This summer law enforcement agencies in Colorado cracked down on drunk driving, especially during the holidays. According to Channel 7 News, more than 1,300 people across the state of Colorado were arrested for driving under the influence during a 19-day period that included Labor Day weekend, with most arrests occurring in the Denver and Aurora areas. Police say they could set up a checkpoint anywhere.
The idea is to scare drivers into thinking they could run into a checkpoint at any time. With this issue being so highly publicized this summer, many clients, friends, and family have been asking some of the following questions:
1.) What is a DUI checkpoint?
DUI checkpoints, sometimes called DUI roadblock is a law enforcement tool frequently used to reduce the number of motor vehicle accidents where alcohol is a contributing factor and aids in the detection, apprehension and/or deterrence of drivers who are intoxicated or under the influence of alcohol.
At a checkpoint, drivers are forced to stop and briefly speak with a police officer on the scene. The officer will then normally ask for the driver’s license only. If during this brief encounter the trooper perceives no evidence of alcohol impairment, the motorist is allowed to proceed immediately, being assisted back into traffic by an officer.
2.) What are officers looking for during these stops?
During the stop, the officer will on alert for any articulable conditions normally associated with persons driving under the influence. These conditions would include, but not be limited to, odor of alcohol consumption about the driver, slurred speech, flushed appearance, disorderly or unusual conduct, visual disorders and/or lack of muscular coordination.
In the event any condition or combination of conditions exist which give the trooper probable cause to believe the driver may be under the influence of alcohol, the driver may then be requested to perform certain psychomotor coordination tests and/or submit to a chemical test of either his blood or breath.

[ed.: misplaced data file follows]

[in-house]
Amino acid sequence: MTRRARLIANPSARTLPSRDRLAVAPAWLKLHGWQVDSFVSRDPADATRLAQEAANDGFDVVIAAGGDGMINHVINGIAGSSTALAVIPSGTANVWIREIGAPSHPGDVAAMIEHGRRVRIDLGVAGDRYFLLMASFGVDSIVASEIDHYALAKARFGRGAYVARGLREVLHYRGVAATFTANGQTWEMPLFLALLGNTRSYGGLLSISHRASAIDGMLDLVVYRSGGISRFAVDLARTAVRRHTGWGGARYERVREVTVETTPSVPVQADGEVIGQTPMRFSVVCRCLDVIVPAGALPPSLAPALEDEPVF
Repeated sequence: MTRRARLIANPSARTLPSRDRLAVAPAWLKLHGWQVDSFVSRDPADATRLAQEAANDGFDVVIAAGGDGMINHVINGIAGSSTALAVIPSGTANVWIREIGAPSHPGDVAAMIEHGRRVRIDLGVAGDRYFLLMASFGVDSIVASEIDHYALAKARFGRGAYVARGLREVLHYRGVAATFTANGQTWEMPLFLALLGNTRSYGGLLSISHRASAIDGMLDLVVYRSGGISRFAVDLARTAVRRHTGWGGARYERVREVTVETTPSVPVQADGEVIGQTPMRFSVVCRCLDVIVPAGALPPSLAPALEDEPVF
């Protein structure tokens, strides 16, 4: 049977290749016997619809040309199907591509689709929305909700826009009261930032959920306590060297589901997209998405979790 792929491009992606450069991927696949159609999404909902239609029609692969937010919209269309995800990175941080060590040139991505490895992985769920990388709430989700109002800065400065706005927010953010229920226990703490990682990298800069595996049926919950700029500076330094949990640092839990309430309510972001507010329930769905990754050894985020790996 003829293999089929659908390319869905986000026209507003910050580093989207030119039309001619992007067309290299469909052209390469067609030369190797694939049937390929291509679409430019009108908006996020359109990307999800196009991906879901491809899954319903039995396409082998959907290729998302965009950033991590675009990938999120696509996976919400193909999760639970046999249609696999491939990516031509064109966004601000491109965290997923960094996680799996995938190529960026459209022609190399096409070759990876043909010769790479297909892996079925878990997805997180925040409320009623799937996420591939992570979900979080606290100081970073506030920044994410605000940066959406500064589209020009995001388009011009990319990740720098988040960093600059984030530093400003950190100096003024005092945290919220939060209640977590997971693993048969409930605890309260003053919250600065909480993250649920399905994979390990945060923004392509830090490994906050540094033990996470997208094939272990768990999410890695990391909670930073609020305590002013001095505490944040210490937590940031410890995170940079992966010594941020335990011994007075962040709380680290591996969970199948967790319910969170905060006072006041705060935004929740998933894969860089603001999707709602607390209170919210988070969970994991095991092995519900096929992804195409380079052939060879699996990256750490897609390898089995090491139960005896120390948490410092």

3.) Are DUI checkpoints legal?
The Supreme Court of the United States has held that DUI checkpoints do not violate a driver’s rights under the Fourth Amendment of the Constitution. The Supreme Court also said, however, that procedural guidelines must be followed by the police in order to make the roadblock constitutional.
For example, the police cannot just randomly pick a car here and there to stop. The police must treat all vehicles the same. They can do this by stopping every car, stopping every other car, or every third car, and so on. This procedure should be established by the police before the roadblock begins and should be included in the administrative order authorizing the use of the DUI checkpoint.
In Colorado, the Department of Transportation (CDOT) has established guidelines for law enforcement agencies to follow. Those guidelines can be found here.
If you would like to speak to an attorney about your situation, please contact Timlin & Rye by calling 303-837-9284 or email us.
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